Incidents of stubble burning fall in Punjab, Haryana; rise in U.P.

Collective efforts of all stakeholders coupled with in situ and ex situ stubble management and using different varieties of paddy are among the reasons for the decrease

Published - October 29, 2023 01:30 am IST - New Delhi

This year’s harvest season so far has seen a 59% fall in the number of stubble burning incidents in Punjab as compared to the same period last year. In Haryana it is down by 40%, according to official data.

In absolute numbers, Punjab and Haryana contribute to the highest number of stubble-burning incidents in the region.

This comes as a breather for Delhi and many other parts of north India, where air pollution spikes during the winter months mainly due to meteorological factors. Pollution caused by stubble-burning compounds the problem.

However, Uttar Pradesh has seen a 30.6% rise in stubble burning incidents during the ongoing harvest season.

These figures are based on data collected by Consortium for Research on Agroecosystem Monitoring and Modelling from Space (CREAMS) Lab, run by the Indian Agricultural Research Institute (IARI), for the period between September 15 and October 28.

It may still be early for a full reading of the situation as the harvest season is considered to end only by November 30. 

Falling trend

For the complete harvest season, in both Punjab and Uttar Pradesh, the number of farm fires has been falling year-on-year consistently through 2020, 2021, and 2022, according to the data.

However, in Haryana there was a fall in 2020, but the State witnessed a 22.1% increase in 2021 which again fell by to 47.6% in 2022.

Vinay Kumar Sehgal, Principial Scientist at IARI, said that about 40% of harvesting has been completed in Punjab and 60% in Haryana and they are hoping the current trend will hold till the end of the harvesting season.

As for the rise in Uttar Pradesh, Dr. Sehgal, said, “In absolute terms, the rise in stubble-burning incidents in Uttar Pradesh this year is less than 200 and not that worrisome. We are hoping that by the end of the harvesting season it will come down compared to last year.”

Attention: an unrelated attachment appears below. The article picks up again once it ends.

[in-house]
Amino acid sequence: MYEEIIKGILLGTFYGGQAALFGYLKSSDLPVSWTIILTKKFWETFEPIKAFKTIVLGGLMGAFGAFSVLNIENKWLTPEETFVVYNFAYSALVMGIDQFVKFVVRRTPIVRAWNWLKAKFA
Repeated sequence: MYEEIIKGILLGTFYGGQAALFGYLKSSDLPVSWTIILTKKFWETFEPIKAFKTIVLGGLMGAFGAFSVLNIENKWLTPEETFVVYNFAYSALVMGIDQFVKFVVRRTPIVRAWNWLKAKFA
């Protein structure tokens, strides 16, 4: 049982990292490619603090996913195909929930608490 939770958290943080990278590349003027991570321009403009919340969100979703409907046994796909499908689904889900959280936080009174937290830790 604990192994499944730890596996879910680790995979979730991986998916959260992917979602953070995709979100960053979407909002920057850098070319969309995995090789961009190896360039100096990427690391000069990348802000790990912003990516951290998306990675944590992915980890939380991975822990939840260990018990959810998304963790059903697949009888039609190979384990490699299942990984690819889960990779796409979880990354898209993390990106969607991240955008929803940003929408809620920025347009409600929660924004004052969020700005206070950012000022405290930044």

Arvind Kumar Nautiyal, Member Secretary of the Commission for Air Quality Management (CAQM) in NCR and Adjoining Areas, told The Hindu that though the current harvest season is yet to be over, the fall in the number of stubble burning incidents in both Punjab and Haryana are expected to continue and the final figures are most likely to be significantly less than last year.

Mr. Nautiyal said that both in-situ and ex-situ stubble management and using different varieties of paddy are among the reasons for the decrease in stubble burning and it is the result of collective efforts of all stakeholders.

Politically sensitive

Stubble-burning is a politically sensitive issue and in the past, the AAP government in Delhi used to blame stubble burning in Punjab for the air pollution in Delhi during winters. But since the AAP came to power in Punjab, the BJP has been attacking the AAP government in Punjab for causing air pollution in Delhi.

Earlier this month, in a letter to Punjab Chief Minister Bhagwant Mann, the Lieutenant Governor of Delhi, V.K. Saxena, said it was “extremely worrisome” that the number of farm fires registered in Punjab between September 15 and October 11 was 1,063, over 300 more than the count over the same period last year.

Anumita Roychowdhury, executive director, research and advocacy, Centre for Science and Environment, said that there is a falling trend in farm fires over the past few years.

But she said that governments should make sure that solutions such as machines used for stubble management reach all, including small and marginal farmers.

“Industrial use of stubble as fuel is picking up. If the government enables storage and transportation of stubble for further reuse as fuels or power generation, then industrial use of stubble will increase and create an economic incentive for farmers which will help reduce stubble burning,” she added.

0 / 0
Sign in to unlock member-only benefits!
  • Access 10 free stories every month
  • Save stories to read later
  • Access to comment on every story
  • Sign-up/manage your newsletter subscriptions with a single click
  • Get notified by email for early access to discounts & offers on our products
Sign in


Comments have to be in English, and in full sentences. They cannot be abusive or personal. Please abide by our community guidelines for posting your comments.

We have migrated to a new commenting platform. If you are already a registered user of The Hindu and logged in, you may continue to engage with our articles. If you do not have an account please register and login to post comments. Users can access their older comments by logging into their accounts on Vuukle.